NRAO: National Radio Astronomy Observatory

Enables cutting edge research focused on solving the mysteries of the invisible universe and furthers scientific research on an international scale for the entire scientific community.

AUI is proud to have played a fundamental role in establishing the National Radio Astronomy Observatory (NRAO) over 60 years ago, working with the National Science Foundation (NSF) and responding to the expressed needs of the US research community. Ever since, we have successfully managed NRAO for NSF, maintaining NRAO as the world’s leading radio astronomy observatory. Radio astronomy has profoundly broadened our understanding of our universe, enabling new discoveries, opening new celestial windows, revealing an otherwise invisible universe.

Founded in 1956, the NRAO provides state-of-the-art radio telescope facilities for use by the international scientific community.

NRAO telescopes are open to all astronomers regardless of institutional or national affiliation. Observing time on NRAO telescopes is available on a competitive basis to qualified scientists after evaluation of research proposals on the basis of scientific merit, the capability of the instruments to do the work, and the availability of the telescope during the requested time. NRAO also provides both formal and informal programs in education and public outreach for teachers, students, the general public, and the media.

Astronomical observations at radio wavelengths allow scientists to address fundamental questions about our Universe such as:

  • When and how did galaxies form in the early Universe?
  • How do supermassive black holes form at the hearts of most galaxies?
  • How are stars and planets born?

Related News

VIDEO: Multi-wavelength Observations Reveal Impact of Black Hole on M87 Galaxy

In 2019, a worldwide collaboration of scientists used a global collection of radio telescopes called the Event Horizon Telescope (EHT) to make the first-ever image of a black hole — the supermassive black hole at the core of the galaxy M87, some 55 million light-years from Earth.

New Images Reveal Magnetic Structures Near Supermassive Black Hole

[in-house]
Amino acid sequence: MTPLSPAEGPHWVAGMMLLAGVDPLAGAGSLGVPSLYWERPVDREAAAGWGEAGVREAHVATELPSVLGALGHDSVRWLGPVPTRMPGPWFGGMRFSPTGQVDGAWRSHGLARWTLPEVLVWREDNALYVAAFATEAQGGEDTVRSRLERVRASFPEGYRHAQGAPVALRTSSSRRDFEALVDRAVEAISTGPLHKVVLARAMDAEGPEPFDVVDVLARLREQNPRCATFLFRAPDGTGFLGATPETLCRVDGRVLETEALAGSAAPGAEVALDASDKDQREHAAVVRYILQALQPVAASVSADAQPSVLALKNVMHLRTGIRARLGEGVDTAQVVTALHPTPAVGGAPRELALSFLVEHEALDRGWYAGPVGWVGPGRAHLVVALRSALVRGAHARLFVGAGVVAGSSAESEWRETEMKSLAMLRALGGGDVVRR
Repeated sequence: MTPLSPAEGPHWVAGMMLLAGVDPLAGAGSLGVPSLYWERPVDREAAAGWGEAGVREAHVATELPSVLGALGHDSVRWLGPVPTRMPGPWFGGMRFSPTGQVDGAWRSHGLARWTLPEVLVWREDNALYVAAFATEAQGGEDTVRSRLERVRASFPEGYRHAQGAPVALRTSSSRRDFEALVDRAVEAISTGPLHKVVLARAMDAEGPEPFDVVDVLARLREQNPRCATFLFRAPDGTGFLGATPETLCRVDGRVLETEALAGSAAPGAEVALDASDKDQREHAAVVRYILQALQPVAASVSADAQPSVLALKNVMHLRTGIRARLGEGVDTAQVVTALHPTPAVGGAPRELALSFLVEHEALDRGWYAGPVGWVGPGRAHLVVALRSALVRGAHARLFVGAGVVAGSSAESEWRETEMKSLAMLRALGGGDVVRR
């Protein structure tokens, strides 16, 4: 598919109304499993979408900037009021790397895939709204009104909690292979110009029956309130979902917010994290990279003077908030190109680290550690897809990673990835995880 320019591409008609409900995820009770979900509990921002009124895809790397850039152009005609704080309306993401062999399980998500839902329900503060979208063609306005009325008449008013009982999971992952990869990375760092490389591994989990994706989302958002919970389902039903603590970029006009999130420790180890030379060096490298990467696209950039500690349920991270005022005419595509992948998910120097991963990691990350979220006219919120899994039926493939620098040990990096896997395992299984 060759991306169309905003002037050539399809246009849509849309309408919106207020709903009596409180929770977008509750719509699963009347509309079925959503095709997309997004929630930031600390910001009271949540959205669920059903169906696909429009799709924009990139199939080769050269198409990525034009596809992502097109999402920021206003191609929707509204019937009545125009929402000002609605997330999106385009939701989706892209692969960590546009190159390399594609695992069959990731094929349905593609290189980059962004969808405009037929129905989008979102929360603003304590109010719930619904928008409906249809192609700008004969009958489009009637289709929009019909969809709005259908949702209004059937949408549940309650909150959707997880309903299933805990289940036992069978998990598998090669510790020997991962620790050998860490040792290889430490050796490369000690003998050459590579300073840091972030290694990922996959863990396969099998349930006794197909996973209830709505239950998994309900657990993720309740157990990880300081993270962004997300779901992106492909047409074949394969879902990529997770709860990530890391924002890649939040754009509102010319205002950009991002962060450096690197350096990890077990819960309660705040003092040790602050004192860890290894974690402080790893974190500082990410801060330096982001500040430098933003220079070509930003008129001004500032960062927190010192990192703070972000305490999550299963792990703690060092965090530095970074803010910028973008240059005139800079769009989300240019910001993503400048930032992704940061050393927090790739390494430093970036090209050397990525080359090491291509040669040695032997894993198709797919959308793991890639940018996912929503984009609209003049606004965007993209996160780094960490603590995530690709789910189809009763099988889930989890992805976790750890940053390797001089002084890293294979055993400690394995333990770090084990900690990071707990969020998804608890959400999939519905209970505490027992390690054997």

The Event Horizon Telescope (EHT) — the worldwide collaboration that produced the first image of a black hole in 2019 — has produced a new image showing details of the magnetic fields in the region closest to the supermassive black hole at the core of the galaxy M87. The new work is providing astronomers with important clues about how powerful jets of material can be produced in that region.

VLA Helps Astronomers Make New Discoveries About Star-Shredding Events

New studies using the VLA and other telescopes have added to our knowledge of what happens when a black hole shreds a star, but also have raised new questions that astronomers must tackle.

Radio Telescope is So Powerful it Can See the Surface of Other Worlds

Get ready for close-up surface images of distant planets in our solar system.

Next Generation VLA Endorsed by Canadian Panel

The Canadian Astronomy Long Range Plan 2020-2030, a report on priorities and recommendations for Canadian astronomy over the next decade, has recommended that Canada support the National Radio Astronomy Observatory’s (NRAO) proposed Next Generation Very Large Array (ngVLA), saying the new facility will enable transformational science across many areas of astrophysics.

This Insane Picture of The Moon Was Actually Taken From Earth

A test of a powerful new space imaging instrument has given us a gloriously detailed new perspective of the Apollo 15 Moon landing site.

Successful Test Paves Way for New Planetary Radar

The National Science Foundation’s Green Bank Observatory (GBO) and National Radio Astronomy Observatory (NRAO), and Raytheon Intelligence & Space conducted a test in November to prove that a new radio telescope system can capture high-resolution images in near-Earth space.

The Very Large Array: Astronomical Shapeshifter

In order to study a wide range of astronomical phenomena, the VLA has several shapes or configurations, each with its own advantages.

Quasar Discovery Sets New Distance Record

An international team of astronomers has discovered the most distant quasar yet found — a cosmic monster more than 13 billion light-years from Earth powered by a supermassive black hole more than 1.6 billion times more massive than the Sun and more than 1,000 times brighter than our entire Milky Way Galaxy.

IMAGE RELEASE: A Blazar In the Early Universe

The supersharp radio “vision” of the National Science Foundation’s Very Long Baseline Array (VLBA) has revealed previously unseen details in a jet of material ejected at three-quarters the speed of light from the core of a galaxy some 12.8 billion light-years from Earth.

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